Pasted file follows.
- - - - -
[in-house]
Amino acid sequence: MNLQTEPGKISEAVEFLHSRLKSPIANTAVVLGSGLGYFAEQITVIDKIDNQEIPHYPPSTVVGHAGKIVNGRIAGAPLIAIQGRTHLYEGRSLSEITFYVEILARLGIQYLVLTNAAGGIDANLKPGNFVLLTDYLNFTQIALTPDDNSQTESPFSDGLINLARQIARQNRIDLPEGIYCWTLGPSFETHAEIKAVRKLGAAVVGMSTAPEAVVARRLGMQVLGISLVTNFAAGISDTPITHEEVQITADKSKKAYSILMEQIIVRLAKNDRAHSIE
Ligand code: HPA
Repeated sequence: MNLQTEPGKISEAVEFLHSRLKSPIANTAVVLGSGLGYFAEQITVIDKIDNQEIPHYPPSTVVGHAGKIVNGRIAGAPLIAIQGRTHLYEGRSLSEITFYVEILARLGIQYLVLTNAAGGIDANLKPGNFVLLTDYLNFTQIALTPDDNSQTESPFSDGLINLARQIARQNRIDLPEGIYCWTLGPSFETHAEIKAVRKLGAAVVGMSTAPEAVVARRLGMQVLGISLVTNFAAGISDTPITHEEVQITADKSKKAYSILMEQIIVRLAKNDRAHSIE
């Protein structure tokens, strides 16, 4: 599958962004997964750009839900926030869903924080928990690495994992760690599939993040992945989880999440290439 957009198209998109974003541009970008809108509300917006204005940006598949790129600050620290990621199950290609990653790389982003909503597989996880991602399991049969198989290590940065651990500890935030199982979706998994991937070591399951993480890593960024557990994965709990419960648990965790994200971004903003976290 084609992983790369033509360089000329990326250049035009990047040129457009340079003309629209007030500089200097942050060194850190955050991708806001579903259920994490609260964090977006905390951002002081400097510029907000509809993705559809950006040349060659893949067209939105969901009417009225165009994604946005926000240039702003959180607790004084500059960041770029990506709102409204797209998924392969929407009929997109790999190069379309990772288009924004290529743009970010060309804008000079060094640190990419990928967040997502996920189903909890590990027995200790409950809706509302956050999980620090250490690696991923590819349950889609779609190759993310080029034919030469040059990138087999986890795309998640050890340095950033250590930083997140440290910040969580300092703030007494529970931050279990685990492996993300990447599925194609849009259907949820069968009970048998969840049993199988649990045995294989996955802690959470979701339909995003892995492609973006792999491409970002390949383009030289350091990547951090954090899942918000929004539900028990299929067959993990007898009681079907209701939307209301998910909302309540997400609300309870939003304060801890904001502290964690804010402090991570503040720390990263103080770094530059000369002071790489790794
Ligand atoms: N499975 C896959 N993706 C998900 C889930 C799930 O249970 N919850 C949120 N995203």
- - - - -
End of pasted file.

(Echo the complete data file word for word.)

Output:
[in-house]
Amino acid sequence: MNLQTEPGKISEAVEFLHSRLKSPIANTAVVLGSGLGYFAEQITVIDKIDNQEIPHYPPSTVVGHAGKIVNGRIAGAPLIAIQGRTHLYEGRSLSEITFYVEILARLGIQYLVLTNAAGGIDANLKPGNFVLLTDYLNFTQIALTPDDNSQTESPFSDGLINLARQIARQNRIDLPEGIYCWTLGPSFETHAEIKAVRKLGAAVVGMSTAPEAVVARRLGMQVLGISLVTNFAAGISDTPITHEEVQITADKSKKAYSILMEQIIVRLAKNDRAHSIE
Ligand code: HPA
Repeated sequence: MNLQTEPGKISEAVEFLHSRLKSPIANTAVVLGSGLGYFAEQITVIDKIDNQEIPHYPPSTVVGHAGKIVNGRIAGAPLIAIQGRTHLYEGRSLSEITFYVEILARLGIQYLVLTNAAGGIDANLKPGNFVLLTDYLNFTQIALTPDDNSQTESPFSDGLINLARQIARQNRIDLPEGIYCWTLGPSFETHAEIKAVRKLGAAVVGMSTAPEAVVARRLGMQVLGISLVTNFAAGISDTPITHEEVQITADKSKKAYSILMEQIIVRLAKNDRAHSIE
């Protein structure tokens, strides 16, 4: 599958962004997964750009839900926030869903924080928990690495994992760690599939993040992945989880999440290439 957009198209998109974003541009970008809108509300917006204005940006598949790129600050620290990621199950290609990653790389982003909503597989996880991602399991049969198989290590940065651990500890935030199982979706998994991937070591399951993480890593960024557990994965709990419960648990965790994200971004903003976290 084609992983790369033509360089000329990326250049035009990047040129457009340079003309629209007030500089200097942050060194850190955050991708806001579903259920994490609260964090977006905390951002002081400097510029907000509809993705559809950006040349060659893949067209939105969901009417009225165009994604946005926000240039702003959180607790004084500059960041770029990506709102409204797209998924392969929407009929997109790999190069379309990772288009924004290529743009970010060309804008000079060094640190990419990928967040997502996920189903909890590990027995200790409950809706509302956050999980620090250490690696991923590819349950889609779609190759993310080029034919030469040059990138087999986890795309998640050890340095950033250590930083997140440290910040969580300092703030007494529970931050279990685990492996993300990447599925194609849009259907949820069968009970048998969840049993199988649990045995294989996955802690959470979701339909995003892995492609973006792999491409970002390949383009030289350091990547951090954090899942918000929004539900028990299929067959993990007898009681079907209701939307209301998910909302309540997400609300309870939003304060801890904001502290964690804010402090991570503040720390990263103080770094530059000369002071790489790794
Ligand atoms: N499975 C896959 N993706 C998900 C889930 C799930 O249970 N919850 C949120 N995203």